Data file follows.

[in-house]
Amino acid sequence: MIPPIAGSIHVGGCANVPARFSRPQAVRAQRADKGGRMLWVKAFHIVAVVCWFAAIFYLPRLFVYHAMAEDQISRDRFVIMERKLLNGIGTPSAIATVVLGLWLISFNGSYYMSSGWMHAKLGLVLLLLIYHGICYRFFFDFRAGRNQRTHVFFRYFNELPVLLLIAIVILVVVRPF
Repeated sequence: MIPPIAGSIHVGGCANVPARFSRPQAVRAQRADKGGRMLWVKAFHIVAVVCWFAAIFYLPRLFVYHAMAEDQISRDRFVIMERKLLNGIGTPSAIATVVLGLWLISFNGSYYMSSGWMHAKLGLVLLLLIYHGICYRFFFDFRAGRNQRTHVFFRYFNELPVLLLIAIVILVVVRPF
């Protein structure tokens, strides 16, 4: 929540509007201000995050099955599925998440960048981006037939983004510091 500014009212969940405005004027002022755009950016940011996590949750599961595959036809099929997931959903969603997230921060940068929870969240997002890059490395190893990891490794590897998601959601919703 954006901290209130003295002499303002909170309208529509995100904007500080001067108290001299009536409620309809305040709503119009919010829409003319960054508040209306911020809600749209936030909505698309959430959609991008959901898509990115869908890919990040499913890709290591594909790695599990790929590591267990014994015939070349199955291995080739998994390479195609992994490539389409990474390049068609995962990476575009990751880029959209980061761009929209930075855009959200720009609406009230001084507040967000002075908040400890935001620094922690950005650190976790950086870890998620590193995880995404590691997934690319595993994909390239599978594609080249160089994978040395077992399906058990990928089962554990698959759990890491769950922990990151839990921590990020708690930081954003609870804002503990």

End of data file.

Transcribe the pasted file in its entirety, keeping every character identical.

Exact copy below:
[in-house]
Amino acid sequence: MIPPIAGSIHVGGCANVPARFSRPQAVRAQRADKGGRMLWVKAFHIVAVVCWFAAIFYLPRLFVYHAMAEDQISRDRFVIMERKLLNGIGTPSAIATVVLGLWLISFNGSYYMSSGWMHAKLGLVLLLLIYHGICYRFFFDFRAGRNQRTHVFFRYFNELPVLLLIAIVILVVVRPF
Repeated sequence: MIPPIAGSIHVGGCANVPARFSRPQAVRAQRADKGGRMLWVKAFHIVAVVCWFAAIFYLPRLFVYHAMAEDQISRDRFVIMERKLLNGIGTPSAIATVVLGLWLISFNGSYYMSSGWMHAKLGLVLLLLIYHGICYRFFFDFRAGRNQRTHVFFRYFNELPVLLLIAIVILVVVRPF
């Protein structure tokens, strides 16, 4: 929540509007201000995050099955599925998440960048981006037939983004510091 500014009212969940405005004027002022755009950016940011996590949750599961595959036809099929997931959903969603997230921060940068929870969240997002890059490395190893990891490794590897998601959601919703 954006901290209130003295002499303002909170309208529509995100904007500080001067108290001299009536409620309809305040709503119009919010829409003319960054508040209306911020809600749209936030909505698309959430959609991008959901898509990115869908890919990040499913890709290591594909790695599990790929590591267990014994015939070349199955291995080739998994390479195609992994490539389409990474390049068609995962990476575009990751880029959209980061761009929209930075855009959200720009609406009230001084507040967000002075908040400890935001620094922690950005650190976790950086870890998620590193995880995404590691997934690319595993994909390239599978594609080249160089994978040395077992399906058990990928089962554990698959759990890491769950922990990151839990921590990020708690930081954003609870804002503990």